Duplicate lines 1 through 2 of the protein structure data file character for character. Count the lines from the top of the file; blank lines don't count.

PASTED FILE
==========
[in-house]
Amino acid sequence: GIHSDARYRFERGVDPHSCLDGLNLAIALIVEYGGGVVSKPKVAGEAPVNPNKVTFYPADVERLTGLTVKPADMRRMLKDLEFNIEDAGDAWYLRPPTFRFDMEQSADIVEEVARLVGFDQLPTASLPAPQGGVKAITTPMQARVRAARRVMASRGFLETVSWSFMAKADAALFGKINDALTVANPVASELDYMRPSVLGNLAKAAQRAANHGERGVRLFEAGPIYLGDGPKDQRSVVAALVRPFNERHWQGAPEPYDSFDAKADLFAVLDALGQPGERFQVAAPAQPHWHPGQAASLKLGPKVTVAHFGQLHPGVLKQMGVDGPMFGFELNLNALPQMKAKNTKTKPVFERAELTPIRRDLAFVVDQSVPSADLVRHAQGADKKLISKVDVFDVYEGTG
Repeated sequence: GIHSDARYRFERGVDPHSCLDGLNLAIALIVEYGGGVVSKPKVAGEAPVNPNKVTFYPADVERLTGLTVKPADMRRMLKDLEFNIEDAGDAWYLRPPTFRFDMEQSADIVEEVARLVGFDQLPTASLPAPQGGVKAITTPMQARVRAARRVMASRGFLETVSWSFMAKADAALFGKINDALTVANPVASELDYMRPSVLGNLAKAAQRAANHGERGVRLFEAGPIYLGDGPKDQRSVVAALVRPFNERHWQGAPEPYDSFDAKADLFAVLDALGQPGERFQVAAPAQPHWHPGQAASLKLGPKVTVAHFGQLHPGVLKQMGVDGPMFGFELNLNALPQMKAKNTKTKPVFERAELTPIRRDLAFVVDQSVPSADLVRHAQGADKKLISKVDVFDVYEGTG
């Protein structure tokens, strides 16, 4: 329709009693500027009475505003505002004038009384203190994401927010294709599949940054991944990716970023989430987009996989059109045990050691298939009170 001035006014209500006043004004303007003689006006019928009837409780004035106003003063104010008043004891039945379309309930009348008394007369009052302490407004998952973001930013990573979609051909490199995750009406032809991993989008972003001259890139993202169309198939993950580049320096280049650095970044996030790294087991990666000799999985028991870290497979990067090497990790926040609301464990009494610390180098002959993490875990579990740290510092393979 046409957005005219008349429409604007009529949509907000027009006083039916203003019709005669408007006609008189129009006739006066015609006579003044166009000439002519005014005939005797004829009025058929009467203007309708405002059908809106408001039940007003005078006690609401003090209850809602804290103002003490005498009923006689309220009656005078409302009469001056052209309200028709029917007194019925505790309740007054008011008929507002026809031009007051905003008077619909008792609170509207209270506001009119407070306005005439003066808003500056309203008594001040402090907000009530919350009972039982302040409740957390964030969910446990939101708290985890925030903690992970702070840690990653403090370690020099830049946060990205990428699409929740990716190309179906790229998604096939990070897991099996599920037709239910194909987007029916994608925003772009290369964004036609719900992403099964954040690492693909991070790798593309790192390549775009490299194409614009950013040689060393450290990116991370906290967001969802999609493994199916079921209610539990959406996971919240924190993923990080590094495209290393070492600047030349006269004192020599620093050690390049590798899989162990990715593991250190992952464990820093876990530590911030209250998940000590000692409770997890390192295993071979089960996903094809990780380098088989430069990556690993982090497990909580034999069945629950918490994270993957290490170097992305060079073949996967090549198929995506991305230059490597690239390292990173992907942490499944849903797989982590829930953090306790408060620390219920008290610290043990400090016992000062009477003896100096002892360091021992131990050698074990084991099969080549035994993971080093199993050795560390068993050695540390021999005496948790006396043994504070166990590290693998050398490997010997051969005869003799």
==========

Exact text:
[in-house]
Amino acid sequence: GIHSDARYRFERGVDPHSCLDGLNLAIALIVEYGGGVVSKPKVAGEAPVNPNKVTFYPADVERLTGLTVKPADMRRMLKDLEFNIEDAGDAWYLRPPTFRFDMEQSADIVEEVARLVGFDQLPTASLPAPQGGVKAITTPMQARVRAARRVMASRGFLETVSWSFMAKADAALFGKINDALTVANPVASELDYMRPSVLGNLAKAAQRAANHGERGVRLFEAGPIYLGDGPKDQRSVVAALVRPFNERHWQGAPEPYDSFDAKADLFAVLDALGQPGERFQVAAPAQPHWHPGQAASLKLGPKVTVAHFGQLHPGVLKQMGVDGPMFGFELNLNALPQMKAKNTKTKPVFERAELTPIRRDLAFVVDQSVPSADLVRHAQGADKKLISKVDVFDVYEGTG